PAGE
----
Felicity Lott

Photography credit: Trevor Leighton

5 Minutes With Dame Felicity Lott

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Dame Felicity Lott is one of Britain’s best-loved sopranos. She has earned an international reputation as a concert singer, working with some of today’s most celebrated musicians and conductors. She returns to this year’s Cheltenham Music Festival with The Royal Holloway Choir, performing Britten and Poulenc alongside specially commissioned works.

Felicity chatted to us recently about her love of French music, singing at a royal wedding and coming back to Cheltenham…

We’re delighted to be welcoming you back to Cheltenham Music Festival this year. Cheltenham has a special significance to you doesn’t it?

Yes, I’m from Cheltenham. I lived there until I went away to university and I love coming back – it’s such a beautiful place. I was very lucky, we had marvellous music teaching at school and I’m still in touch with a lot of my old school friends. We’re having a reunion in May!

What is it that you most enjoy about the Music Festival?

It’s a great occasion and very important in terms of promoting new music. Coming back to perform at the Pittville Pump Rooms just takes me straight back to school speech day! It’s such a lovely place and Pittville Park is beautiful.

It’s the centenary of Benjamin Britten’s birth this year – what is it that you love about his music?

He chose very interesting poems to set and, because of his relationship with tenor Peter Pears, he was a real singer’s composer. I’ve sung and recorded a number of the operas; Turn of the Screw, Peter Grimes, Albert Herring and A Midsummer Night’s Dream. I give recitals in France and we’ve arranged some of the Britten folk songs for harp.

Is there anyone up-and-coming in the classical music world that you are excited about?

Thomas Adès is completely brilliant – I think he’s a fantastic talent. I’m also thrilled to bits to be doing a new commission by Gabriel Jackson at the Music Festival. I admire him very much and I sang one of his commissions for Leeds Lieder Festival, a piece called Adonis Images. He writes really interesting and possible things to sing. I also had some songs written for me by a French composer called Régis Campo, who has created wonderful orchestral colours.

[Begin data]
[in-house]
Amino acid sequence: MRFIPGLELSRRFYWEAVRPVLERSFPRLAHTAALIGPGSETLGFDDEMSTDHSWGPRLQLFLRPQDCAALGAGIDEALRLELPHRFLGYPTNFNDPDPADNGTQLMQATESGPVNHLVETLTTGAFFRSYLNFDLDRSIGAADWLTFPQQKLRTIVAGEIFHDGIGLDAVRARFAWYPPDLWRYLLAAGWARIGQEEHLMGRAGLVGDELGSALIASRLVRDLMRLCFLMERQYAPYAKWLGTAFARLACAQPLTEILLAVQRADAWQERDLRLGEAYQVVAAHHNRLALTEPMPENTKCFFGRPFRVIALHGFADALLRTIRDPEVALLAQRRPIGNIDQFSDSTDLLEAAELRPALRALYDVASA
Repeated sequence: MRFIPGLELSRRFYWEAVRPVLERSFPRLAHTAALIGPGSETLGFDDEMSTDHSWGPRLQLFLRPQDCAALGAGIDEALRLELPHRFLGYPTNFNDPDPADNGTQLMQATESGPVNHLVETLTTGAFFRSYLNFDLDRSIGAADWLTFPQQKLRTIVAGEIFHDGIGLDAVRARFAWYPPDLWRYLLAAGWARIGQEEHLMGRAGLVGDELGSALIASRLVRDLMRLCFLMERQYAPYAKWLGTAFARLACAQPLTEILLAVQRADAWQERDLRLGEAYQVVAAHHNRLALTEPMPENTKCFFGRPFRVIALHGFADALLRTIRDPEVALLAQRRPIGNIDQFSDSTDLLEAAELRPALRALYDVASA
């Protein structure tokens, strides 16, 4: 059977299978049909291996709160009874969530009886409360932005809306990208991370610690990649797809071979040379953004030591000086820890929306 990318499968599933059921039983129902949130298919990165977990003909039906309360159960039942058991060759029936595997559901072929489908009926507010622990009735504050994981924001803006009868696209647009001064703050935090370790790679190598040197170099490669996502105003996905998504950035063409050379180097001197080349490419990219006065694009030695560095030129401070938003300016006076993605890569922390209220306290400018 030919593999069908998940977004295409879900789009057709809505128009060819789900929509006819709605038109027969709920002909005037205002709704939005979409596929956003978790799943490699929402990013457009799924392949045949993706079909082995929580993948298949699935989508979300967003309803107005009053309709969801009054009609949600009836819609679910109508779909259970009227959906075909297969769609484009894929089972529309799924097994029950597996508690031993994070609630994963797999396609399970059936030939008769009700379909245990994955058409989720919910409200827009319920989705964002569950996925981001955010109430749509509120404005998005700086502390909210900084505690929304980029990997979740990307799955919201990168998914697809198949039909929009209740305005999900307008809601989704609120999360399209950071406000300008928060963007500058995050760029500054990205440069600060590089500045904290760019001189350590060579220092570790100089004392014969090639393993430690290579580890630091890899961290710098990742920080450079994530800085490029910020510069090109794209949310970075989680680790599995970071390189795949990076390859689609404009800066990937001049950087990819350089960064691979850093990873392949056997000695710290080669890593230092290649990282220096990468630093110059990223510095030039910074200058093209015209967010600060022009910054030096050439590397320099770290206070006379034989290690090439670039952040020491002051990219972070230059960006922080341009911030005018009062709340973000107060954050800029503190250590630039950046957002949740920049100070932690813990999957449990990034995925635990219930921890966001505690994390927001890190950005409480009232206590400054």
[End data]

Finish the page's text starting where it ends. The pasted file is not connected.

You’re known as an exponent of French music.

Yes, very much so – I’ll be singing some Poulenc in the Cheltenham Music Festival programme. We rehearsed with The Royal Holloway Choir recently, which was wonderful. That’s where I went to university, so I’m thrilled to be doing this première of Gabriel Jackson’s piece with them. The choir sings an English poem by Elizabeth Bishop, I sing a Baudelaire poem and Gabriel blends the two together. It’s lovely for me to have something in French, which has been the other great love of my life!

You’ve had a very illustrious career thus far, but is there a moment or performance that really stands out for you?

I performed Der Rosenkavalier with conductor Carlos Kleiber and the Vienna State Opera, which was amazing. But also years and years of opera in Glyndebourne. If Cheltenham is my home, Glyndebourne is my musical home. What else? I sang at a royal wedding! I thought that was going to change my life and I wouldn’t be able to travel on the bus or the underground but it didn’t quite work like that.

What else will you be doing at this year’s Music Festival?

English and French folk song settings by Britten – it’s nice to mix up the languages, as Gabriel Jackson has done with the poems. I’ll also be performing two songs by Michael Berkeley (CBE). I gave recitals back when Michael was running the Music Festival. One is called Echo and is a homage to Poulenc, which ties in well to an interesting programme. It’s very exciting that he’s had this honour given to him [cross-party peerage in the House of Lords]. He’ll be a powerful voice for music.

What else have you got planned for 2013?

I’ve just recorded a DVD of Poulenc’s La Voix Humaine with pianist Graham Johnson. Then I’m going off to France to do a concert with the wonderful harpist, Isabelle Moretti, who I’ve worked with for a few years now. I’m actually going to Mumbai as well! I went out there a few years ago to perform with the Polish pianist Maciej Pikulski – it seems a bit daft to go all that way just for one concert but it’s very exciting.

Felicity Lott will be performing with The Choir of Royal Holloway at Cheltenham Music Festival on Friday 12th July 2013.

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